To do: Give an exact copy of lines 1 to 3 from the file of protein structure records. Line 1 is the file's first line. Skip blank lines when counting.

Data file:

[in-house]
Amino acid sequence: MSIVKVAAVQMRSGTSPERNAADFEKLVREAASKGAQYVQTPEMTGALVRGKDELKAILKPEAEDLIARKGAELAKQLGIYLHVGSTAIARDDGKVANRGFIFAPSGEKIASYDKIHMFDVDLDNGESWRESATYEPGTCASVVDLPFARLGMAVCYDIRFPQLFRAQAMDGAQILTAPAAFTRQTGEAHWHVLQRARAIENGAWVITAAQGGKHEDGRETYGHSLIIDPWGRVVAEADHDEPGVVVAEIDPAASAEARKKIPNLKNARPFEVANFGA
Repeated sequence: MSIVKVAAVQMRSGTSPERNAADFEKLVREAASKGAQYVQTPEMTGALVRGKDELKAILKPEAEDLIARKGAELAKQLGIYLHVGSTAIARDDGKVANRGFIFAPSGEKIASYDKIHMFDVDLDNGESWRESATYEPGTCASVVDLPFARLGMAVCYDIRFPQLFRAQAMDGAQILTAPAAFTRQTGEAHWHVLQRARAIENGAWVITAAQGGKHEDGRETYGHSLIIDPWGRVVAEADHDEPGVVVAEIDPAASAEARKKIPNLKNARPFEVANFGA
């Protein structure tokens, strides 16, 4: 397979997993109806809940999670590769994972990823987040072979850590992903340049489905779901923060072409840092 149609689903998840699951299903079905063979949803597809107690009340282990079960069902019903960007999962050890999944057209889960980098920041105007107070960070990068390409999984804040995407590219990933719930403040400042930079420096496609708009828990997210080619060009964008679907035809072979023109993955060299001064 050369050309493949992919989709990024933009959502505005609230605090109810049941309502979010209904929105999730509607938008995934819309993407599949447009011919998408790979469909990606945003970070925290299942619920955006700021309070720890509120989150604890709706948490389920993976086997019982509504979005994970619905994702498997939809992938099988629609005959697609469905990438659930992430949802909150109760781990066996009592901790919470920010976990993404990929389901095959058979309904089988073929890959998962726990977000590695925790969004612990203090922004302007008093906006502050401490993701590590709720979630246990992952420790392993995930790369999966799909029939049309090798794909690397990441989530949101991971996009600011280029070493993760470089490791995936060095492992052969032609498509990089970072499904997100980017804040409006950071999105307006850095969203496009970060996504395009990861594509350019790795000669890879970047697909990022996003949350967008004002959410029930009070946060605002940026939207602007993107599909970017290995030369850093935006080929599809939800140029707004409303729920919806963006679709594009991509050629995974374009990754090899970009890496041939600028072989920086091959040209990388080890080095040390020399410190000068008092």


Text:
[in-house]
Amino acid sequence: MSIVKVAAVQMRSGTSPERNAADFEKLVREAASKGAQYVQTPEMTGALVRGKDELKAILKPEAEDLIARKGAELAKQLGIYLHVGSTAIARDDGKVANRGFIFAPSGEKIASYDKIHMFDVDLDNGESWRESATYEPGTCASVVDLPFARLGMAVCYDIRFPQLFRAQAMDGAQILTAPAAFTRQTGEAHWHVLQRARAIENGAWVITAAQGGKHEDGRETYGHSLIIDPWGRVVAEADHDEPGVVVAEIDPAASAEARKKIPNLKNARPFEVANFGA
Repeated sequence: MSIVKVAAVQMRSGTSPERNAADFEKLVREAASKGAQYVQTPEMTGALVRGKDELKAILKPEAEDLIARKGAELAKQLGIYLHVGSTAIARDDGKVANRGFIFAPSGEKIASYDKIHMFDVDLDNGESWRESATYEPGTCASVVDLPFARLGMAVCYDIRFPQLFRAQAMDGAQILTAPAAFTRQTGEAHWHVLQRARAIENGAWVITAAQGGKHEDGRETYGHSLIIDPWGRVVAEADHDEPGVVVAEIDPAASAEARKKIPNLKNARPFEVANFGA